USED CAR: Why Toyota’s Kluger SUV is a family favourite
FOR fans of large Toyota SUVs who spend their time ferrying kids to school rather than crossing deserts, the Kluger is the smarter and cheaper alternative to a Prado or full fat LandCruiser.
Hugely popular for many reasons - it's spacious, practical and solidly built with strong mechanicals - the Kluger is generally a safe bet as a used family SUV, with many owners heaping praise their way.
Helping Toyota dominate the large SUV segment in Australia for years, the Kluger has five or seven seats, more car-like handling than a LandCruiser, a 3.2-litre V6 and, for all variants, front-wheel drive or 4WD.
It has been around since 2003 but we'll focus on preloved Klugers from October 2010 - when a facelifted and upgraded version launched - to March 2014 when the current generation arrived.
Don't expect to find many cut-price bargains. The Kluger's desirability means prices hold up well but the good news is they are plentiful in the classifieds, so buying a decent one in your preferred specification should be easy.
Facelifted Klugers, designated MY11 (model year 2011) or later, are recognisable by sharper headlights stretching to the chrome front grille. The five-star safety rating is thanks to family-friendly full-length side curtain airbags.
The grade line-up kicked off with a five-seat KX-R, followed by a seven-seat KX-R, KX-S and flagship Grande.
The base model came with 17-inch alloys, aircon, cruise control, CD audio with steering wheel controls and Bluetooth. Adding the pair of split-folding third-row seats cost $2500.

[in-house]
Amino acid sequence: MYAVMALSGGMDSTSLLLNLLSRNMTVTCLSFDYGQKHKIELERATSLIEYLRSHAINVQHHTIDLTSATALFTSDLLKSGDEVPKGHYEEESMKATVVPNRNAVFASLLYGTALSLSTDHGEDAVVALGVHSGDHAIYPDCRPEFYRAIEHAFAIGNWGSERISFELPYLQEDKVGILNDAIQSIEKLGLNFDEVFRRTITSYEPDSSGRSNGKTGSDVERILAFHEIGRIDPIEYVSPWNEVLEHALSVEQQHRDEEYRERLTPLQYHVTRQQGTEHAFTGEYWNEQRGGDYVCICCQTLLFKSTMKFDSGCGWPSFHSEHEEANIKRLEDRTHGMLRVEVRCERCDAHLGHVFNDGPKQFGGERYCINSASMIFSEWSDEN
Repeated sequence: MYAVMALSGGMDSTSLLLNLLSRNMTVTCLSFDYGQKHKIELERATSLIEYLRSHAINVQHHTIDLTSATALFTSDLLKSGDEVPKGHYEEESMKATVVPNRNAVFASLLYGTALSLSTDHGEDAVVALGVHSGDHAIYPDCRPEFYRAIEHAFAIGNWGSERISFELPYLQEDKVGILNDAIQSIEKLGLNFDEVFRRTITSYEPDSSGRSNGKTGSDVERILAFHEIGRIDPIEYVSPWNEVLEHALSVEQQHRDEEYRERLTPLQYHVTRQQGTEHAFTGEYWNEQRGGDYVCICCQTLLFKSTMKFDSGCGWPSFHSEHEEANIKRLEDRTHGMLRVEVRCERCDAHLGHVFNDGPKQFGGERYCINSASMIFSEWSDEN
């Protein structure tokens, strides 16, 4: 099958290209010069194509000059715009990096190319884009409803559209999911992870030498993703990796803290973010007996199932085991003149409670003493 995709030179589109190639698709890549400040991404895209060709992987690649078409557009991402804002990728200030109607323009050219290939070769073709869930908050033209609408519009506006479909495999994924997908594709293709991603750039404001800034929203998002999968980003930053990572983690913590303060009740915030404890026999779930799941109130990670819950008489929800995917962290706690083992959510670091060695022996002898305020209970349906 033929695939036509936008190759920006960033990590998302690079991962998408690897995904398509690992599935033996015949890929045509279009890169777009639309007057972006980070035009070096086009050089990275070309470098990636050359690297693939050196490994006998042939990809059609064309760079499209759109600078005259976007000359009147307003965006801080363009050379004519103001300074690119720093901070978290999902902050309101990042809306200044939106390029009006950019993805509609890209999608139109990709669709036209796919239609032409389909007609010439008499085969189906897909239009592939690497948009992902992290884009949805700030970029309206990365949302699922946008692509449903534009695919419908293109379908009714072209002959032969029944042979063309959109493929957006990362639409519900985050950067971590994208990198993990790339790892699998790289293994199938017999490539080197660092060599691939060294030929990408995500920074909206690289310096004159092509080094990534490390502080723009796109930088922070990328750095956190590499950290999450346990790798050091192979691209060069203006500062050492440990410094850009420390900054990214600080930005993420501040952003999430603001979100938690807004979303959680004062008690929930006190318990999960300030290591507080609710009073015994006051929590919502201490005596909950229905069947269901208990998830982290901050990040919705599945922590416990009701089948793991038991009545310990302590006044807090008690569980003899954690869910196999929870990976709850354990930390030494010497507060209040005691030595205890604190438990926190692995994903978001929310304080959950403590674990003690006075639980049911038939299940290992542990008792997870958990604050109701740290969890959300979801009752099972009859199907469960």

KX-S grades had seven seats, leather trim, power front seats, climate control, MP3 player, roof rails, keyless entry and 19-inch alloys.
Grande models cost more than $60,000 new and added a woodgrain-look trim, colour monitor, DVD player with rear screen, moonroof, auto headlights and electrochromatic mirror.
Optioning all-wheel drive on any model also brought hill-descent assist and added $4500.
In late 2012, the Altitude spec (based on the seven-seat KX-R) came with Grande gear such as a touchscreen, satnav, moonroof, rear TV screen and 19-inch wheels.
The sole engine and transmission combo was the brutish 201kW 3.5-litre V6 mated to a five-speed automatic.
It helped the big Kluger hit 100km/h from rest in a shade over eight seconds; impressively quick for a two-tonne SUV, but the trade-off was a drinking problem.
Claimed thirst was 11L/100km combined but road testers and owners found this to be optimistic. Klugers can be considerably thirstier around town.
Massive inside and truly versatile with all seats foldable and a sliding centre row, the Kluger's a capable tool for hauling large families.
Four-wheel independent suspension endowed decent handling despite its size and it would tow 2000kg.
WHAT TO LOOK FOR
The vast majority of Kluger owners will attest to Toyota reputation for reliability. The sole recall was to fix a master window switch. However, long threads on Toyota forums relate to front differential problems on 4WD versions. If you hear a whining from the front end when cruising between 60-70km/h, walk away.
A knocking from the steering shaft is also a common grumble but the biggest red flag should be any white or blue smoke coming from the exhaust on start-up.
If not serviced properly or if the wrong oil is used the V6 can sludge up, sustaining considerable damage and resulting in a huge repair bill.
Less common issues include water pump or aircon failures and poor Bluetooth connectivity. Check the full-size spare wheel is still there - it's apparently quite easy to steal from a Kluger.